The keyboard has five sections of keys by vivi07


									The keyboard has five sections of keys.
#3 Function keys

#4 Alphanumeric keys

#1 Numeric keys

#5 Special purpose keys

#2 Movement keys

The sections are: 1. Number pad (numeric keys) - Used to type numbers and do math. The symbol + is for addition or positive numbers. The – is for subtraction or negative numbers. The * is for multiplication and the / is for dividing. There is also a period used for decimals and an Enter key used for entering data. The words found on the number pad are a throwback to older keyboards that did not have separate movement keys. We do not use the numbers shown at the top of the keyboard unless we have to type some type of ID that consists of both numbers and letters. (Like an invoice number). 2. Movement keys – Found to the left of the number pad, these keys are used for movement. They include the four arrows and the home, end, page up, and page down keys. 3. Function keys – Found across the top of the keyboard, they are used for pre-programmed commands. These keys are programmed by the individual applications programmers and do a variety of options. They are used alone or in conjunction with the ALT, SHIFT, or CTRL keys. Most programmers program the F1 function key to show help screens.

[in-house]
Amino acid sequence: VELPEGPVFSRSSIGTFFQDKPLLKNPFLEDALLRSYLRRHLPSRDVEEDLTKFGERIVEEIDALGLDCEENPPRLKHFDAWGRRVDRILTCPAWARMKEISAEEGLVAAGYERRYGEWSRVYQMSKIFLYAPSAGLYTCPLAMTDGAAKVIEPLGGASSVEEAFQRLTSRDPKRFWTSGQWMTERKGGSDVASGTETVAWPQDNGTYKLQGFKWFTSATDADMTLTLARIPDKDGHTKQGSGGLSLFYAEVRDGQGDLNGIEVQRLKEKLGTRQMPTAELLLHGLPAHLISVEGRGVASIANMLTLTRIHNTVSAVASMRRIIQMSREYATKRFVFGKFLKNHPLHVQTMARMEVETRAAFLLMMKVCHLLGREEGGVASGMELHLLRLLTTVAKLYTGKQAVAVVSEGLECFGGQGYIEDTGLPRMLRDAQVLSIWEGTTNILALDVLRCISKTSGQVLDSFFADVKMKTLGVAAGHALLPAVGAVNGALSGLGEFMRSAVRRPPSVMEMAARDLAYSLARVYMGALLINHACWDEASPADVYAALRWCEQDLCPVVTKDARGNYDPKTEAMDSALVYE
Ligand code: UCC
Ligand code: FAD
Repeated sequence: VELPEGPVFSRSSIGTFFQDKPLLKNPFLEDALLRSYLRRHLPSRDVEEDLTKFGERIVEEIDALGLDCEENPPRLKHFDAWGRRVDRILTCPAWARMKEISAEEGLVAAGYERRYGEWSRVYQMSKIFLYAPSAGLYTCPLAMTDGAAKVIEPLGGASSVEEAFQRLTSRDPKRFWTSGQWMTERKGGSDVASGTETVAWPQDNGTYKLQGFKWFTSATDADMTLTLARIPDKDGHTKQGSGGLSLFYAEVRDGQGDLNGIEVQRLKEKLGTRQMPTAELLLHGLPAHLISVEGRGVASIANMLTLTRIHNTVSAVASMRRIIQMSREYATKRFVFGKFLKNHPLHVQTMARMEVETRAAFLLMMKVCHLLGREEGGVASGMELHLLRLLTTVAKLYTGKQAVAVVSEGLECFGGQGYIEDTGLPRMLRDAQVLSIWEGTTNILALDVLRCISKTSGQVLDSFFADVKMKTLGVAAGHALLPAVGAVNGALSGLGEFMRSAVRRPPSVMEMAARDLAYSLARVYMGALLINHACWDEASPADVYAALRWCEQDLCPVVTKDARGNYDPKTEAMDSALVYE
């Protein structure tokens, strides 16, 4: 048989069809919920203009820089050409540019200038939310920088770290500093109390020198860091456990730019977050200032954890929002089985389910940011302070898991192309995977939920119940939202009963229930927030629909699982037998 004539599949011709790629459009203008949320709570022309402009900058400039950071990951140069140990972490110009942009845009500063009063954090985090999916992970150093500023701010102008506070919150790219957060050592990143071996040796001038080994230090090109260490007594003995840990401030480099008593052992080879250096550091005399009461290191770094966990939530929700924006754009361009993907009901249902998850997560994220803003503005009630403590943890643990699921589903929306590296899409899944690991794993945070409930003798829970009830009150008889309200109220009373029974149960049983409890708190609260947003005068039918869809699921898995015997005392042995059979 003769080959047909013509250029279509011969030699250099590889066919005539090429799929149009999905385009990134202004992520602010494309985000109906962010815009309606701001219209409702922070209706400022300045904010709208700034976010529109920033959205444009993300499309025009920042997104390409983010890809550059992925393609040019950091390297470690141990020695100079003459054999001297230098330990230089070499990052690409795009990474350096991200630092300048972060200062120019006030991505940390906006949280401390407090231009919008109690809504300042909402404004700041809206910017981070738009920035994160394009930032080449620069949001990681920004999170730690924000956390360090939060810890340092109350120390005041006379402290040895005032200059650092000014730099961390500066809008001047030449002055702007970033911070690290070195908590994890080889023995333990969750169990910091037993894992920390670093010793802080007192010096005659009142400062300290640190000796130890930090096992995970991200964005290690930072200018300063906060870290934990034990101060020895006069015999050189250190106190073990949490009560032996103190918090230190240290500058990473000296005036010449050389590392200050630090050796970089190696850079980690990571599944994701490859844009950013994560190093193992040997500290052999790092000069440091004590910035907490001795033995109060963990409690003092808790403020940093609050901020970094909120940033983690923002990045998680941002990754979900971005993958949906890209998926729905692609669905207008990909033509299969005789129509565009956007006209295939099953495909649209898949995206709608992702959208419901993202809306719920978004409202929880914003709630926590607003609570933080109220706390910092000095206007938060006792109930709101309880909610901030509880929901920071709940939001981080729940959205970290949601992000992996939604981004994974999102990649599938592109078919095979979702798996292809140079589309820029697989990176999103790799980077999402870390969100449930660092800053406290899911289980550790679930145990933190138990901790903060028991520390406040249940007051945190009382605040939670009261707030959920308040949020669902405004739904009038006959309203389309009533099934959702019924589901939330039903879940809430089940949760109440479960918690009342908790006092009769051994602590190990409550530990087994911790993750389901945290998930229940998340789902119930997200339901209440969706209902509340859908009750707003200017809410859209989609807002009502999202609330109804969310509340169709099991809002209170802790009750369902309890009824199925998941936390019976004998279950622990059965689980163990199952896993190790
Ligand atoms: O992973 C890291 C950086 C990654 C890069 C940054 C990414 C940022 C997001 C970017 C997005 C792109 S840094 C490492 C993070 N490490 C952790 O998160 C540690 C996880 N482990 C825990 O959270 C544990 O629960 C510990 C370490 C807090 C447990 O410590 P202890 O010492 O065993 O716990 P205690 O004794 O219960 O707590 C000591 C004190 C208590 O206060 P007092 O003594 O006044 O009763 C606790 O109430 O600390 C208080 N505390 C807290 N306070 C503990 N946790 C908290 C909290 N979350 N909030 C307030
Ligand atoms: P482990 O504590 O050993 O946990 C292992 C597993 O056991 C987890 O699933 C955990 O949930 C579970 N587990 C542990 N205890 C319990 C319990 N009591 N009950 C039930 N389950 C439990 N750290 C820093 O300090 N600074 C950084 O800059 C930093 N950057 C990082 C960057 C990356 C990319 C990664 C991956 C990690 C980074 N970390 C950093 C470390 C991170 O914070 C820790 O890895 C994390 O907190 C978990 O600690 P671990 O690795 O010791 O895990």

Alphanumeric keys – These include the number keys found across the top of the keyboard, with their symbols (!, @, &, etc.) and the letter keys. The most common setup for these keys is the QWERTY, which describes the first five letters running in the top row. Special purpose keys – This includes the rest of the keys. They all have a special purpose, like the ESC key, which allows a user to escape out of unwanted situations.

This keyboard is called the QUERTY (based on the first five letters in the top row of letters. Another keyboard that is better ergonomically is called the Dvorak Simplified Keyboard. Although it is a superior keyboard, due to our human dislike for change, it has not gained wide acceptance.

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